Foreign News: Out of the Pit

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The first shock of horror had been absorbed, but this week came news of a monstrosity that appeared to top all previous tales of Nazi inhumanity.

To U.S. Army questioners a captured German doctor, Gustav Wilhelm Schuebbe, casually admitted that the Nazi Annihilation Institute at Kiev had killed from 110,000 to 140,000 persons "unworthy to live" during the nine months he had worked there. Dr. Schuebbe, a crippled drug addict who was head of the Institute, added coolly that he himself had killed 21,000 people.

The Nazi medico was very candid. The Institute had been established after the Germans took Kiev in 1941. Its human material included schizophrenics, Jews, foreigners, gypsies. Each doctor on the staff "processed" about 100 persons per working day with injections of morphine tartrate. Explained Dr. Schuebbe: the subject showed "breathing difficulties and a shrinking of the eye pupils; the face assumed a blue color; there was sporadic breathing; then a breathing stoppage and a heart stoppage. Exitus lethalis."

Dr. Schuebbe was scientifically detached in his motives. Said he:

"Of course, we, the circle of German physicians at Kiev, were aware of the importance of this job. Aside from certain devious phases of this action I still maintain that, just as one prunes a tree—by removing old, undesirable branches in the spring, so for its own interest a certain hygienical supervision of the body of a people is necessary from time to time."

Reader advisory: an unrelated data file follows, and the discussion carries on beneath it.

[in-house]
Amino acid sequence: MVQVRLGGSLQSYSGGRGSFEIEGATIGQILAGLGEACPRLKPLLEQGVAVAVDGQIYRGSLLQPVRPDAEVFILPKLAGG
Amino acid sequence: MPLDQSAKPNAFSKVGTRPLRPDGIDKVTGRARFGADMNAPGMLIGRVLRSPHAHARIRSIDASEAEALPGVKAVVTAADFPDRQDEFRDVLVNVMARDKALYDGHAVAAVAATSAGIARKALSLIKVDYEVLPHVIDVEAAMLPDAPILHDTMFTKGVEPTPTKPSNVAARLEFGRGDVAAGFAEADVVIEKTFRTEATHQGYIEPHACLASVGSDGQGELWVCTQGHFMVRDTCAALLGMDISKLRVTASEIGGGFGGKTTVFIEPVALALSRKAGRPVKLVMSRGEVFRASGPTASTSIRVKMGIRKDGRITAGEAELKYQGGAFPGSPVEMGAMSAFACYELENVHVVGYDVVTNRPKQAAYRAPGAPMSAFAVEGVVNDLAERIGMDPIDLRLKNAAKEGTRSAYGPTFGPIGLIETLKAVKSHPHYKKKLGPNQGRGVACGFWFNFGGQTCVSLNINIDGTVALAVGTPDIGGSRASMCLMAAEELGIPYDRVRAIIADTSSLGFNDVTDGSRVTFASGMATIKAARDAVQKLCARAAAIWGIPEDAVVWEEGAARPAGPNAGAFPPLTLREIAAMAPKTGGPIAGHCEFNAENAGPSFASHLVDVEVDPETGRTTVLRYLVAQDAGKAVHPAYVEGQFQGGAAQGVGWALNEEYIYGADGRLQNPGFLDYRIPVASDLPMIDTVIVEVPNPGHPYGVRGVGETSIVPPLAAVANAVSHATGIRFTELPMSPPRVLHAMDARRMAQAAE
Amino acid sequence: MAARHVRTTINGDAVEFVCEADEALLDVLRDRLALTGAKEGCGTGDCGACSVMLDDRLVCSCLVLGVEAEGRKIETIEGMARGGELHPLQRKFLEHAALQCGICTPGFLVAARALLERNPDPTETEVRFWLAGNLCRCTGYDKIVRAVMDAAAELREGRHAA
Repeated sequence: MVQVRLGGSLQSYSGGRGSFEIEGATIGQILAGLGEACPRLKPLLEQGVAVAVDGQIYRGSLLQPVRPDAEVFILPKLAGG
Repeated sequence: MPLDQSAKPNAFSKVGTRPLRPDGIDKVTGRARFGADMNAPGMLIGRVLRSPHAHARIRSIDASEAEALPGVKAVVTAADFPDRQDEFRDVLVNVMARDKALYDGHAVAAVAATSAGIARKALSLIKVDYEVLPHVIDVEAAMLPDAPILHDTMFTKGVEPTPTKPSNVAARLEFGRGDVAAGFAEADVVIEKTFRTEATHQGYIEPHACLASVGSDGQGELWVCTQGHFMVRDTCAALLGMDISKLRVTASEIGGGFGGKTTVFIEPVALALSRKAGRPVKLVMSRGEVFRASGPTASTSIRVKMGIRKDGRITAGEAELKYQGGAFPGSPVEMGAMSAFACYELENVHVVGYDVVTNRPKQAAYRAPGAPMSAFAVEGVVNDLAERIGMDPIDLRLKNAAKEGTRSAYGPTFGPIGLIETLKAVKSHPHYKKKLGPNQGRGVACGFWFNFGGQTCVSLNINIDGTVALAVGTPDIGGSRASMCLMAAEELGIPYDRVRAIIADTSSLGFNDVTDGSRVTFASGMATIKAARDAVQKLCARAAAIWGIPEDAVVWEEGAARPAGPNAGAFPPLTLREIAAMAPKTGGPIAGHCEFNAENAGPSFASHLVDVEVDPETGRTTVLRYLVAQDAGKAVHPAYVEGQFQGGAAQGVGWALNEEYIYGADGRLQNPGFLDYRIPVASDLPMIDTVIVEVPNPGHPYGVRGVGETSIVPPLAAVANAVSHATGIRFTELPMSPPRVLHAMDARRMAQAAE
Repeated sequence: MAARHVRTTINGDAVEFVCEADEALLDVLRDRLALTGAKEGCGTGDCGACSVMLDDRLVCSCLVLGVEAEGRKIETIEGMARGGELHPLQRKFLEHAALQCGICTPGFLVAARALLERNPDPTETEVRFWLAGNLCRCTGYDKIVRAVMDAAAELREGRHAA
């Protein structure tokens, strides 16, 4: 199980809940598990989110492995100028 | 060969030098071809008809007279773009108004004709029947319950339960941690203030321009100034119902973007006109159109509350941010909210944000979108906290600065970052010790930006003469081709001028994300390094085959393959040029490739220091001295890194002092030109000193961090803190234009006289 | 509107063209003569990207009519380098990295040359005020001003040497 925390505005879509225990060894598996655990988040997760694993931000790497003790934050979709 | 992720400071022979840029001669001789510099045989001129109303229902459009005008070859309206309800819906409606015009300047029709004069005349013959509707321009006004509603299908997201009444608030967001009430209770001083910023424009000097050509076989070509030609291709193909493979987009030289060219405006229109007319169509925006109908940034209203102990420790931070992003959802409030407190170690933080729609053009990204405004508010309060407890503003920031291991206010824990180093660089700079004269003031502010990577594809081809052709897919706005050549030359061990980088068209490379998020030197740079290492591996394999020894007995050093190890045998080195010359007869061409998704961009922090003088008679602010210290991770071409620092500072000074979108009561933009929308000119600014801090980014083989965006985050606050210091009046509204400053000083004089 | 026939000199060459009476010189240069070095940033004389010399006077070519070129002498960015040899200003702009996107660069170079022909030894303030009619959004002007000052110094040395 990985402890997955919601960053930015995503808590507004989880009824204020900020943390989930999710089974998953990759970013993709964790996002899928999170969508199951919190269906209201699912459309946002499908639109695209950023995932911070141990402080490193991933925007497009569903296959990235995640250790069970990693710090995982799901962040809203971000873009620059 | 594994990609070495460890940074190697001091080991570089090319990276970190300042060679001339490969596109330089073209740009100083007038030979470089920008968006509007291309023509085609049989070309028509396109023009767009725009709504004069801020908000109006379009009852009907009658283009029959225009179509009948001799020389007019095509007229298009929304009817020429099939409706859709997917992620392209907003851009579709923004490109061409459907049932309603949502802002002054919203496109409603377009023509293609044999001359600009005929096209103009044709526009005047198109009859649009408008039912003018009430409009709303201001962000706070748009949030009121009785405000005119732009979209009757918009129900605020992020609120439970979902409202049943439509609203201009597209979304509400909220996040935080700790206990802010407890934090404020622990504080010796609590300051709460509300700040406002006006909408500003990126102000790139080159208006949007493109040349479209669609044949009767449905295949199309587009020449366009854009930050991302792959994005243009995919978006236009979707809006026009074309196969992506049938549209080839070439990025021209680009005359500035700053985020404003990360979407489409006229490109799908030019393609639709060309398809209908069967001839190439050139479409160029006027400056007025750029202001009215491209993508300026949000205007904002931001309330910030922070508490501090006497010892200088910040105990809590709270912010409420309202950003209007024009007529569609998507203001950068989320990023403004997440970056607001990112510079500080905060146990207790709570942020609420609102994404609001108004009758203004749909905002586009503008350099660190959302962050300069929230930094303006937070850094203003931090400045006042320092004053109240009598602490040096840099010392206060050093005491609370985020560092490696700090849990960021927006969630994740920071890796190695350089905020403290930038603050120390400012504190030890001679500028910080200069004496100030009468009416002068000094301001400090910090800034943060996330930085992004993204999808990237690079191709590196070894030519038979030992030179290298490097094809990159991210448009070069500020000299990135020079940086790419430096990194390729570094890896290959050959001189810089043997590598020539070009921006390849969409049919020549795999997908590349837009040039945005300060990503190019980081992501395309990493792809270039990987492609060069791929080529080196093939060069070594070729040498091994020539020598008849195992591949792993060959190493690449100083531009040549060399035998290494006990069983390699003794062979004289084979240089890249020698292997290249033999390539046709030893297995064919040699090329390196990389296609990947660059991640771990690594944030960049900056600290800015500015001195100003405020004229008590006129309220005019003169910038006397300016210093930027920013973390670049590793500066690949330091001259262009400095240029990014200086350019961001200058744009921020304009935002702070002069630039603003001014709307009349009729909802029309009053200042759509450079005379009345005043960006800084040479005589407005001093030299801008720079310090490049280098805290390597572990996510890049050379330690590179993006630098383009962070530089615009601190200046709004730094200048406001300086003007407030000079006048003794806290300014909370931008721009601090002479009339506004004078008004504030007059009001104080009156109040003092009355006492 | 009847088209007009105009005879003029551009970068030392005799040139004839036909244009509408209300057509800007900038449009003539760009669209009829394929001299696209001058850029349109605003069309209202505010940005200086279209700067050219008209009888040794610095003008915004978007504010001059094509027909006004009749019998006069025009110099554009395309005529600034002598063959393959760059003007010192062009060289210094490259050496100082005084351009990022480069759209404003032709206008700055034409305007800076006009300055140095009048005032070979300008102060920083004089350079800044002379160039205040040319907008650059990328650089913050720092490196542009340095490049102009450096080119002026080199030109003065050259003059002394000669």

Flame and Floggings. With this revelation in mass murder came flesh-creeping details of other crimes from Germany's own cancerous camps. Examples: ¶ For breaches of discipline at Buchenwald prisoners were dispatched in wholesale lots. They were marched into an incinerator and there converted into bone-ash in four fast, efficient stages: 1) pushed down a 13-ft. chute to a strangling room; 2) garrotted by SS guards with a short double-end noose; 3) hung on hooks along a side wall (those who still struggled on the hooks were stunned with wooden mallets); 4) carted to the furnaces, 18 at a time, by incineration crews. The cremation capacity was 400 per ten-hour day. ¶ Sergeant William Sandier, a U.S. prisoner of war, saw three young Frenchwomen flogged to death at his camp near Chemnitz. SS guards thought the women, slave workers in the camp, were becoming too friendly with the Americans. One morning 250 prisoners were assembled on the prison ground. The three women were lined up before them and stripped. 55 men then lashed them with a cat-o'-nine-tails till they died. Said the sergeant: "It took about 20 minutes."